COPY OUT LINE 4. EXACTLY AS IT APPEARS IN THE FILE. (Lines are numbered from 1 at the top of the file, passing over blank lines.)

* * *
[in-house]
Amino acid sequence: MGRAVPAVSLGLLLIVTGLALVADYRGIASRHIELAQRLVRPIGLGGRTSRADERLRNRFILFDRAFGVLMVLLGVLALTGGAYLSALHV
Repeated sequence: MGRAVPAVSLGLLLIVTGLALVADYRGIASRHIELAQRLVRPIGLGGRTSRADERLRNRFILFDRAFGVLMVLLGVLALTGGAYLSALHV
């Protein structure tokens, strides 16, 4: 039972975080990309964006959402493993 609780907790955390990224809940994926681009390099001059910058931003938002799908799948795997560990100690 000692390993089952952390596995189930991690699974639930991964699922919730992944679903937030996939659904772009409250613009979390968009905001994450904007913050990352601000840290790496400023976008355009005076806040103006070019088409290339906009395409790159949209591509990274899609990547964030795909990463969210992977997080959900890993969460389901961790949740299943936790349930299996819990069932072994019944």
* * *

């Protein structure tokens, strides 16, 4: 039972975080990309964006959402493993 609780907790955390990224809940994926681009390099001059910058931003938002799908799948795997560990100690 000692390993089952952390596995189930991690699974639930991964699922919730992944679903937030996939659904772009409250613009979390968009905001994450904007913050990352601000840290790496400023976008355009005076806040103006070019088409290339906009395409790159949209591509990274899609990547964030795909990463969210992977997080959900890993969460389901961790949740299943936790349930299996819990069932072994019944």